The Girl on the Train by Paula Hawkins

I don’t normally go for “best sellers,” mainly because I’ve found that what sometimes constitutes a best seller, such as Fifty Shades of Grey, is actually terrible literature. In this case, I was quite happy to be wrong. The Girl on the Train is wildly popular and being made into a movie, and is so well-written and intense that I devoured it in one afternoon of sofa slumping and wine sipping.

The premise: a woman who takes the train back and forth to London each day, sees the same couple in a house along the railroad tracks, and begins to make up stories about their lives. She ends up becoming involved in their lives for real when disaster strikes, and reality and fantasy collide. I liked the idea about watching other people’s lives and inventing tales about them, because we have all done that. I have endlessly imagined this man, that woman, what lives they lead behind their public facades, because let’s face it. We all have the side we show to the public, there is our private self, and oftentimes, there is what Billy Joel called “The Stranger,” that unknowable side of our inner self that often surprises us with how wonderful or horrible we truly are.  This book touches on all of those aspects of self and personality, told from three different viewpoints. What amazed me about this book is that it was so well-written, so fast-paced, and so gripping and addicting, and there was not a single character I liked. Couldn’t stand any of them, in fact. Well done, Paula Hawkins, well done. It’s rare to read a book in which every character is someone you’d never want to meet in real life, yet all of their actions are understandable and even draw sympathy, while you’re also cringing in humiliation or anger at them. Much like real life.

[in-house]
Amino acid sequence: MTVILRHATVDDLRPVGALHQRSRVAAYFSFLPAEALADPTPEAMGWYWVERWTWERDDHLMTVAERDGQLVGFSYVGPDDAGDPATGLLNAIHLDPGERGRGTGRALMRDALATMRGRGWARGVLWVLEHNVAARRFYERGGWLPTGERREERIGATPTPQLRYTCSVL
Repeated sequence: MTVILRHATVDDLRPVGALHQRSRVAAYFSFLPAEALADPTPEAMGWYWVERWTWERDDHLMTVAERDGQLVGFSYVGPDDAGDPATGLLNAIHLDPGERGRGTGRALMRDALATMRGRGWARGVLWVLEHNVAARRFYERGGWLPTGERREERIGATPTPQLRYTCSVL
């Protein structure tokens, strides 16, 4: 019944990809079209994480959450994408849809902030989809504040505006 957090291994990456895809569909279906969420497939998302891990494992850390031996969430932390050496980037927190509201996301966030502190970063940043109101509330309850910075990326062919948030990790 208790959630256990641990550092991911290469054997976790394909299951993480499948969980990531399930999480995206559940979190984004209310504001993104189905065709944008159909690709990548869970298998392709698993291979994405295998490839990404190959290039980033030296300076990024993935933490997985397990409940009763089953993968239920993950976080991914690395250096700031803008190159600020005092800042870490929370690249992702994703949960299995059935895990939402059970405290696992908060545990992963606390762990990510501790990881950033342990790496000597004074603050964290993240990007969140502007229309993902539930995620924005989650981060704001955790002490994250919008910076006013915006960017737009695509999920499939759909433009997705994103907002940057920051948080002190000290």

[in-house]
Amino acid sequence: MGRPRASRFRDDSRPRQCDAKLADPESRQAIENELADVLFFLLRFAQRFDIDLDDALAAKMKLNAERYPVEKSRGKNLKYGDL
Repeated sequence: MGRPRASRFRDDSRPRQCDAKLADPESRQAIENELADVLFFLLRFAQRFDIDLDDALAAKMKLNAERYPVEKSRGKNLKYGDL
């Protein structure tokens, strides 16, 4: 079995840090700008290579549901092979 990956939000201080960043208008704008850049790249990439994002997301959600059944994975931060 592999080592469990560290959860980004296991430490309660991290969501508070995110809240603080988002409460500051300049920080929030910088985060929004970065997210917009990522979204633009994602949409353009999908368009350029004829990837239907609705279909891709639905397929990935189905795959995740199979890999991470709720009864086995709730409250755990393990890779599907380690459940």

Often, this book was like the proverbial train wreck…….ahem, pardon the pun. The behavior of the characters is often dreadful to observe, yet you can’t look away. It’s really an addictive story, so don’t start it late at night or when you’re going to have to put it down and do something else. I guarantee you won’t.

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The main character, Rachel, whose voice is the primary narrator, is a major alcoholic so right from the off, she is the typical unreliable narrator.(Not that any of them are reliable, but I digress.) Anyway, near the beginning of the story, she decides to make herself a healthy, substantial meal – something she hasn’t had in awhile – while her roommate is out.

“Cathy was out when I got home, so I went to the off-license and bought two bottles of wine. I drank the first one and then I thought I’d take advantage of the fact that she was out and cook myself a steak, make a red-onion relish, have it with a green salad. A good, healthy meal.”

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A clever bit of foreshadowing there with the bloody steak, setting the stage for bloodletting to come. But I don’t want to give away too much of the book, so back to the food. Steak is easy, and it was the red-onion relish I wanted to make. I’d tried caramelizing onions once before, which was great fun and the basis of this nifty little recipe. If you’ve never caramelized onions, give it a try some lazy Sunday afternoon. It’s like making risotto – constant stirring and stress relief all rolled into one. I find repetitive motion very soothing, and since I already think of cooking as therapy, this is my tried-and-true way of calming myself.